On January 7, 1957, a new strip was published in the Flemish newspaper De Standaard. It featured a somewhat strange little guy, blessed with an enormous, bolbous nose and wearing a white labcoat. Meneerke Peeters, as he was called, was the creation of Flemisch cartoonist Joë Meulepas (or Pil, as he liked to sign his work).
Even though Meneerke Peeters was an everyman in many ways, Pil tended to steer his hero into situations that were fairly bizarre, absurd and quite often macabre. Still, he never aimed at shocking his readers, the newspaper being aimed at the cultivated, well-to-do (even bourgeois) strata of the Flemish population, and he steered clear of many hot topics. In his political cartoons, though, he would tackle all of them with a venom that did not leave much to the imagination.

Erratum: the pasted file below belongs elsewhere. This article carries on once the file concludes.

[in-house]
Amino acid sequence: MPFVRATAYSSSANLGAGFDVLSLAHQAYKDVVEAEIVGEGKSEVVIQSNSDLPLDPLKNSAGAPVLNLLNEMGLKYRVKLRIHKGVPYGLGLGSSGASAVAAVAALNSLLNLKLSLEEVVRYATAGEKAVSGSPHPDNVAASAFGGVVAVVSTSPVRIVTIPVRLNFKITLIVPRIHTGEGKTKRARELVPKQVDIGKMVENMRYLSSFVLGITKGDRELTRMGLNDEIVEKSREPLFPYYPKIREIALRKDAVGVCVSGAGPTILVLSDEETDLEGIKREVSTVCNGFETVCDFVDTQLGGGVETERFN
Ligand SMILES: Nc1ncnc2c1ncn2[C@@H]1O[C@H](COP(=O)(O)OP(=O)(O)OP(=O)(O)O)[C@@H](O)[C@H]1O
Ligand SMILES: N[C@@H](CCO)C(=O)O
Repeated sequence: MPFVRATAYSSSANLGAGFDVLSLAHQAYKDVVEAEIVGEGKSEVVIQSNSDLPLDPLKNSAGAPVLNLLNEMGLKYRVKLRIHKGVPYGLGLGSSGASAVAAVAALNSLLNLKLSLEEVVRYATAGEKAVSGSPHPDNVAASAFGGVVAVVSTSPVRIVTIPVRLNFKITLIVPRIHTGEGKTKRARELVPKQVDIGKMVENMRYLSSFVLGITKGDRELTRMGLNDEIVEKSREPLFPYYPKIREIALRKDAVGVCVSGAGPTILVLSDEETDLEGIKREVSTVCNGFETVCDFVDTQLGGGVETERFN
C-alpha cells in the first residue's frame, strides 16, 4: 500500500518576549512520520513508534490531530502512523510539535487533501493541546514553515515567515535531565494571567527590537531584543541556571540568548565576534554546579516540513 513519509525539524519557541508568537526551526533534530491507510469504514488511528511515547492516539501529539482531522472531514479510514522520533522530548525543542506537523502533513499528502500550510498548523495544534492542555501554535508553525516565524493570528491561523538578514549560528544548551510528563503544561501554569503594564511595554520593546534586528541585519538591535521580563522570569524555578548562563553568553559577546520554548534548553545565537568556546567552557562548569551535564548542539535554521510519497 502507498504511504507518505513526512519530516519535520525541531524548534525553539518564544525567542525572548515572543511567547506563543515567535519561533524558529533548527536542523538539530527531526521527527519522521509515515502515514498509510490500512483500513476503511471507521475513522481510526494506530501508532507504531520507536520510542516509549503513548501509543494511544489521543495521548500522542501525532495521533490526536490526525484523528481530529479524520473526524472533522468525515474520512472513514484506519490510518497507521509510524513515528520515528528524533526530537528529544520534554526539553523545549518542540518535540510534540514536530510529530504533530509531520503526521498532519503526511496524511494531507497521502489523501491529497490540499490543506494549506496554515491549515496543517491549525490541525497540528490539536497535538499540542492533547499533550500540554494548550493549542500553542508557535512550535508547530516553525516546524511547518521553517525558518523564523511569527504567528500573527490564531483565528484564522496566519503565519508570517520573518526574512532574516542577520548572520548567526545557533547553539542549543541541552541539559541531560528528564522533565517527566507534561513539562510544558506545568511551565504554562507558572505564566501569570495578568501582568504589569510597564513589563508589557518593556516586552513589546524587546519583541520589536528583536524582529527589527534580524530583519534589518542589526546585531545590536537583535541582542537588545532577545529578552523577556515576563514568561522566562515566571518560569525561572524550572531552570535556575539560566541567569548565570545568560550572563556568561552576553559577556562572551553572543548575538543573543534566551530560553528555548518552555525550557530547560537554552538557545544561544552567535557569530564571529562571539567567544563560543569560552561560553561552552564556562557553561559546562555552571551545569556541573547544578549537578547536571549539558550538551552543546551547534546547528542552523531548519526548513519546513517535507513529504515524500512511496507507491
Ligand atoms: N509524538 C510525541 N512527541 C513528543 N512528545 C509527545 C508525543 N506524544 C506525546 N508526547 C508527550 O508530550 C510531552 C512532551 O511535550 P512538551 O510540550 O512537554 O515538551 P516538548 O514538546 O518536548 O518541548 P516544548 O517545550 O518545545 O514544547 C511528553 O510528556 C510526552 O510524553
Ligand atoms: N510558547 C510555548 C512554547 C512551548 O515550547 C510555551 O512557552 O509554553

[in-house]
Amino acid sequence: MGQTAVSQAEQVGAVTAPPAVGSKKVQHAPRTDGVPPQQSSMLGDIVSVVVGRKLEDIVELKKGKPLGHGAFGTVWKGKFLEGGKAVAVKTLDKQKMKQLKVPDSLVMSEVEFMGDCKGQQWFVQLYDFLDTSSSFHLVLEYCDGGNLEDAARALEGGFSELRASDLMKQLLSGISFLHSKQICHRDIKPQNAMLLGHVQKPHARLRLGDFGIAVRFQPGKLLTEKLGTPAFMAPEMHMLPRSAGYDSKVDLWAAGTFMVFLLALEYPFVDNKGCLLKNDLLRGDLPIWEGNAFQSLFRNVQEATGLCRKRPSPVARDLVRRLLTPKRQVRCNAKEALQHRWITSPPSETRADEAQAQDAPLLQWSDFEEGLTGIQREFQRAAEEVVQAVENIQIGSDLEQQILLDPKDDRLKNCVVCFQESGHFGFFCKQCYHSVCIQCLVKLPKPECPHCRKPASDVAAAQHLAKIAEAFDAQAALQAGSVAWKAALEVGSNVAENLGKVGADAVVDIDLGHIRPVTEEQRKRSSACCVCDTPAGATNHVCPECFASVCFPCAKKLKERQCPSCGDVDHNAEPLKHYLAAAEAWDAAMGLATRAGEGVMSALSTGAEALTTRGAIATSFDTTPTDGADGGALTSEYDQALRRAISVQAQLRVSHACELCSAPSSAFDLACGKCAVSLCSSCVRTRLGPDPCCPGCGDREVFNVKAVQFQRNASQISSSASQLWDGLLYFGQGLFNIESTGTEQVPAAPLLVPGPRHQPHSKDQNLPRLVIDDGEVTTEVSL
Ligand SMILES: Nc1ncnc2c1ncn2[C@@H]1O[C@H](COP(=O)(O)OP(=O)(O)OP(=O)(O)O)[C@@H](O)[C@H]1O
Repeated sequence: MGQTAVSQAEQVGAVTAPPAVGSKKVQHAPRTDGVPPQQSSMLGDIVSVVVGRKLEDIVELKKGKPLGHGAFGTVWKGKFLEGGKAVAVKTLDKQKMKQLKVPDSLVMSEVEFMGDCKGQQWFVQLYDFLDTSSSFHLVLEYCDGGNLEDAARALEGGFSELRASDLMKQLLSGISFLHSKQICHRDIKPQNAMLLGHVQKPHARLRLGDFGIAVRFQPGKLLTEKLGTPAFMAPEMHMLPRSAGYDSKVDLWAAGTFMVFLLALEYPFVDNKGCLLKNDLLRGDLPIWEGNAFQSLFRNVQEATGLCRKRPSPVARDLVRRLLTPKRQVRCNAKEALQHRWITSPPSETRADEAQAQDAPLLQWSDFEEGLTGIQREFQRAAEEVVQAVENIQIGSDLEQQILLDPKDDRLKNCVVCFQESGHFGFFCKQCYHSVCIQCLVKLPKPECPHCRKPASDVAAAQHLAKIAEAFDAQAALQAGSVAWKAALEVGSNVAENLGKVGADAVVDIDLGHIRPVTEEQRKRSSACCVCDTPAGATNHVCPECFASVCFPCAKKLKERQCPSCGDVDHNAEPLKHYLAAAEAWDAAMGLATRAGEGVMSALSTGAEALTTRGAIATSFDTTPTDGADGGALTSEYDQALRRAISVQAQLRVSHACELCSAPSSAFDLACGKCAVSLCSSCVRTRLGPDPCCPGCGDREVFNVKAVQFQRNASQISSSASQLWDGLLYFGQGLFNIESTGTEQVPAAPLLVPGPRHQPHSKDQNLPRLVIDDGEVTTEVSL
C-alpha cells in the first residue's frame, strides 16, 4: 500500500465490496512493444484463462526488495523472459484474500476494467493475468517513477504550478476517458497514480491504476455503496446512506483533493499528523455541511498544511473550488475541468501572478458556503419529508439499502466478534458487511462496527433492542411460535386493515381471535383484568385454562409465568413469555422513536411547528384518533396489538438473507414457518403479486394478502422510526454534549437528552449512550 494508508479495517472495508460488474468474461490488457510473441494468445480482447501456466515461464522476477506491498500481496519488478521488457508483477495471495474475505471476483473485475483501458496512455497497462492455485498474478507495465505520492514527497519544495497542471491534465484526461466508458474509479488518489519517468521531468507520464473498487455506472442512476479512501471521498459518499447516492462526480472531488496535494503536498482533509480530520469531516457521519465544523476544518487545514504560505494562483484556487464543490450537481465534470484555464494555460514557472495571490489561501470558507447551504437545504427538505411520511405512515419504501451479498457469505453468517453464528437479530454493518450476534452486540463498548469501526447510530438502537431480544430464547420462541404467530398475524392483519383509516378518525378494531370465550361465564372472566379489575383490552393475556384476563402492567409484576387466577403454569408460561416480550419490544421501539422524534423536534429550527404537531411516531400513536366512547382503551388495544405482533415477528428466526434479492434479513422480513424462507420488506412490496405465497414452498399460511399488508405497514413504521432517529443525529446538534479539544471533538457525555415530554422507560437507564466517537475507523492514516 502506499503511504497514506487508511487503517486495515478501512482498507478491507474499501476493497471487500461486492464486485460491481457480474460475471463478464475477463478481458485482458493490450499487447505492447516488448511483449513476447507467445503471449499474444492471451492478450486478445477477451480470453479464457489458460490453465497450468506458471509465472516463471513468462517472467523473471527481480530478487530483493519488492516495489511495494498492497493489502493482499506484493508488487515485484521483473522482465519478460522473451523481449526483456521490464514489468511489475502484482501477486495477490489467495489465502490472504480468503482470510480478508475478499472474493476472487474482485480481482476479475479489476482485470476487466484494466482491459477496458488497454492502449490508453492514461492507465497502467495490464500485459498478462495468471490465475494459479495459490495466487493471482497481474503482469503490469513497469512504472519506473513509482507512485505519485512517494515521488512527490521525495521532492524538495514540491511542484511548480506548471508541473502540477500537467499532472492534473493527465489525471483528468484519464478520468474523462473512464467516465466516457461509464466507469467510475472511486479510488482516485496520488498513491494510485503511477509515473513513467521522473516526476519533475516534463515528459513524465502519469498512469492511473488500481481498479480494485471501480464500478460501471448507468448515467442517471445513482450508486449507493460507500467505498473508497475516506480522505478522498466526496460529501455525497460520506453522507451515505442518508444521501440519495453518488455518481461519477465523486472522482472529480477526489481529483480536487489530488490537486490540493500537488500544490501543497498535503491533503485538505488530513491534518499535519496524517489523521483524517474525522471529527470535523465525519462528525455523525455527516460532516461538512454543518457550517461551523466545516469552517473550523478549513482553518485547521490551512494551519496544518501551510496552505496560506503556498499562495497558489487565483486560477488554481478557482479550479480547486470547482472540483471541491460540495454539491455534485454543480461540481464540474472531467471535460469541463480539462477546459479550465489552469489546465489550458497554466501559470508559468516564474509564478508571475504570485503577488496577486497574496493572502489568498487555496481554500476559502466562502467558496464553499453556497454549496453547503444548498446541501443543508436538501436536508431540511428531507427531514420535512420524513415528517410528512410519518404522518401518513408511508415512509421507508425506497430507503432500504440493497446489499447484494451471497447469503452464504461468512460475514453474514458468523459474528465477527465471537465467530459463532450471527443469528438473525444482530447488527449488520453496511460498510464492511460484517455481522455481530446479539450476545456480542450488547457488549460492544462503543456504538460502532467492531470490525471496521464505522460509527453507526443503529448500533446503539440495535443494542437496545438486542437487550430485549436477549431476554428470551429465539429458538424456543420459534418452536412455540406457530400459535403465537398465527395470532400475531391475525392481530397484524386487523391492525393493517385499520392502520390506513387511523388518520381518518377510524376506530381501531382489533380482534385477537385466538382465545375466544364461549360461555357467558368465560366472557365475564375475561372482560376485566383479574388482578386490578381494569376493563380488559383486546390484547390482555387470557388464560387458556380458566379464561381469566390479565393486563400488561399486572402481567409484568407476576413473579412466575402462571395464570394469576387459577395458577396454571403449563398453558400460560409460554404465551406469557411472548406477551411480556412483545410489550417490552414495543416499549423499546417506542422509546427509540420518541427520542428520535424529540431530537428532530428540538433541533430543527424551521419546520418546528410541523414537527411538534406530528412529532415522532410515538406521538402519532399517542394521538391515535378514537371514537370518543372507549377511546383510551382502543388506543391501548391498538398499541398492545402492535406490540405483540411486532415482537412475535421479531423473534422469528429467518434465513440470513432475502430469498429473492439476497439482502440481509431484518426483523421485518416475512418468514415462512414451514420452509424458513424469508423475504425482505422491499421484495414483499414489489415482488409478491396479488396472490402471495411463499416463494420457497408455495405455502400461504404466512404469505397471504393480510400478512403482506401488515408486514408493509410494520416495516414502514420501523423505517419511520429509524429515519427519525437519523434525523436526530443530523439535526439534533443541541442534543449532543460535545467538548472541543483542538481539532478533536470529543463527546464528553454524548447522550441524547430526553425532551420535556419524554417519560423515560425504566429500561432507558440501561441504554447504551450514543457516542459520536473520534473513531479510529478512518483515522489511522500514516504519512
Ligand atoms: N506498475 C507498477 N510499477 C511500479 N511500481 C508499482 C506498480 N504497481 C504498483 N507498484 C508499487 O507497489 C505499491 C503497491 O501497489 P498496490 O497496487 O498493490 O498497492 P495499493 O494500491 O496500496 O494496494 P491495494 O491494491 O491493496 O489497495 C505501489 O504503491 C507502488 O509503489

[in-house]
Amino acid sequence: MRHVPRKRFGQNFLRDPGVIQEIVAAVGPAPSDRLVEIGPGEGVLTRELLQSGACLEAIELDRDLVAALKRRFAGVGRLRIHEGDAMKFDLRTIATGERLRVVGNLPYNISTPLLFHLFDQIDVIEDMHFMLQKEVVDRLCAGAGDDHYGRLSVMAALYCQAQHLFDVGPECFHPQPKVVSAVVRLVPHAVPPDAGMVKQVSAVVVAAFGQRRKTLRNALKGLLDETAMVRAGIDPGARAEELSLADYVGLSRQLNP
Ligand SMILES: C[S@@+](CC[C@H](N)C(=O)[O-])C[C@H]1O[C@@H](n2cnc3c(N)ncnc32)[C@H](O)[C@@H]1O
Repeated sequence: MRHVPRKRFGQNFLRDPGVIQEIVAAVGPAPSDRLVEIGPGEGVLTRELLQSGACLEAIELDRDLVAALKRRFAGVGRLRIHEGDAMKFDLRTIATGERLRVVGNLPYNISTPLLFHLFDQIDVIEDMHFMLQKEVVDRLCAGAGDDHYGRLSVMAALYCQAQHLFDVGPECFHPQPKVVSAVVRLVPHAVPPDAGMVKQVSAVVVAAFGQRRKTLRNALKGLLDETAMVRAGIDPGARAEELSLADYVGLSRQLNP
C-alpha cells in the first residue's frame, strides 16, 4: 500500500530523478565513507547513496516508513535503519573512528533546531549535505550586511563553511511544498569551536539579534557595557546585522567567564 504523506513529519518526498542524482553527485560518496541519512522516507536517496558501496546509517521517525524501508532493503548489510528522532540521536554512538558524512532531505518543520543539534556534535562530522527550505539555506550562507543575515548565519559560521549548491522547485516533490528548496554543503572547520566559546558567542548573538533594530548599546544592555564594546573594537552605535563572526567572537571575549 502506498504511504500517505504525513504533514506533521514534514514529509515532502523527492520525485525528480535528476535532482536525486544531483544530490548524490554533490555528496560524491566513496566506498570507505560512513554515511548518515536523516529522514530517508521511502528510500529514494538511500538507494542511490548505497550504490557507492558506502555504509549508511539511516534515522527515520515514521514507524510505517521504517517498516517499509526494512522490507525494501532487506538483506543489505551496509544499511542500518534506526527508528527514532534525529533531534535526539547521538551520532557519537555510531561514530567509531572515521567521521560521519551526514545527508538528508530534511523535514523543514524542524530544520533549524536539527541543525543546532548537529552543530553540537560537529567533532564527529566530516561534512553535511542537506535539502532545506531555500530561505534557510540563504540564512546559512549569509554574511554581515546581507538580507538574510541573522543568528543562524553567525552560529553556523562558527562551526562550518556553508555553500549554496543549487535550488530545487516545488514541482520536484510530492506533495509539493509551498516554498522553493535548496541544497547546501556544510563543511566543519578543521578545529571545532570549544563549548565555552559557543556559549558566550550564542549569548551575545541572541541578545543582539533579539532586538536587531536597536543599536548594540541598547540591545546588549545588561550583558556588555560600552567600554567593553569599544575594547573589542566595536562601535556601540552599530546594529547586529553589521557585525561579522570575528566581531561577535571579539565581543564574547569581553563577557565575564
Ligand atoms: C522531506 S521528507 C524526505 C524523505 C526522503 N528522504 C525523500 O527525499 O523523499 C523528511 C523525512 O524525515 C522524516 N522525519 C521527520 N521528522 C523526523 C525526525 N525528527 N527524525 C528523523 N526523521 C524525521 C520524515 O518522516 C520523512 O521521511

Meneerke Peeters would run in De Standaard until Pil’s retirement in 1983, after a total run of more than 7000 strips, or stop-comics, as they were known at the time. In 2007, Pil passed away in Brussels, at the age of 92.
After the break, we present a first series of Meneerke Peeters strips. We selected the (more or less) silent ones, since these were more likely to be appreciated by an international audience as well. They were taken from the Meneerke Peeters collection that was published by Heideland-Orbis in 1972, in the Vlaamse Pockets series. We hope you like them.
(All artwork © the estate of Joë Meulepas)